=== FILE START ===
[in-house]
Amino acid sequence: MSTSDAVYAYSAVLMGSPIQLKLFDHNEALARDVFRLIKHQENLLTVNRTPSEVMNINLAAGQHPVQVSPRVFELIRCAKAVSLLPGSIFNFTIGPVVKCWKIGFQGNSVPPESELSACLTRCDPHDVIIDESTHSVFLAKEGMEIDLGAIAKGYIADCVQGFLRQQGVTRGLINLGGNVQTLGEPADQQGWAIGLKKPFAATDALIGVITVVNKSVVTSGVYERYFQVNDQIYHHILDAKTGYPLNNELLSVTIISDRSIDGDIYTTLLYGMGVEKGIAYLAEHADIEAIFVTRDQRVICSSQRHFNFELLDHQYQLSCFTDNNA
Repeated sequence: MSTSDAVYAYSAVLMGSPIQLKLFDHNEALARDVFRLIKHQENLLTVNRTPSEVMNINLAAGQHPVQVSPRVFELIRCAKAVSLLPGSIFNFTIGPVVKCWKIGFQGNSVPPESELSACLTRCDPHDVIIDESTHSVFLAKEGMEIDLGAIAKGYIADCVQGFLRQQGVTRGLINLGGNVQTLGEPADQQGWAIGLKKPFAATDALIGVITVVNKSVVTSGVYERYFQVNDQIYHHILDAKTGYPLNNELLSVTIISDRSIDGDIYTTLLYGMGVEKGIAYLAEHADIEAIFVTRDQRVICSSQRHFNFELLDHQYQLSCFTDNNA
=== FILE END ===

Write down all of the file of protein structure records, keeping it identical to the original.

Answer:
[in-house]
Amino acid sequence: MSTSDAVYAYSAVLMGSPIQLKLFDHNEALARDVFRLIKHQENLLTVNRTPSEVMNINLAAGQHPVQVSPRVFELIRCAKAVSLLPGSIFNFTIGPVVKCWKIGFQGNSVPPESELSACLTRCDPHDVIIDESTHSVFLAKEGMEIDLGAIAKGYIADCVQGFLRQQGVTRGLINLGGNVQTLGEPADQQGWAIGLKKPFAATDALIGVITVVNKSVVTSGVYERYFQVNDQIYHHILDAKTGYPLNNELLSVTIISDRSIDGDIYTTLLYGMGVEKGIAYLAEHADIEAIFVTRDQRVICSSQRHFNFELLDHQYQLSCFTDNNA
Repeated sequence: MSTSDAVYAYSAVLMGSPIQLKLFDHNEALARDVFRLIKHQENLLTVNRTPSEVMNINLAAGQHPVQVSPRVFELIRCAKAVSLLPGSIFNFTIGPVVKCWKIGFQGNSVPPESELSACLTRCDPHDVIIDESTHSVFLAKEGMEIDLGAIAKGYIADCVQGFLRQQGVTRGLINLGGNVQTLGEPADQQGWAIGLKKPFAATDALIGVITVVNKSVVTSGVYERYFQVNDQIYHHILDAKTGYPLNNELLSVTIISDRSIDGDIYTTLLYGMGVEKGIAYLAEHADIEAIFVTRDQRVICSSQRHFNFELLDHQYQLSCFTDNNA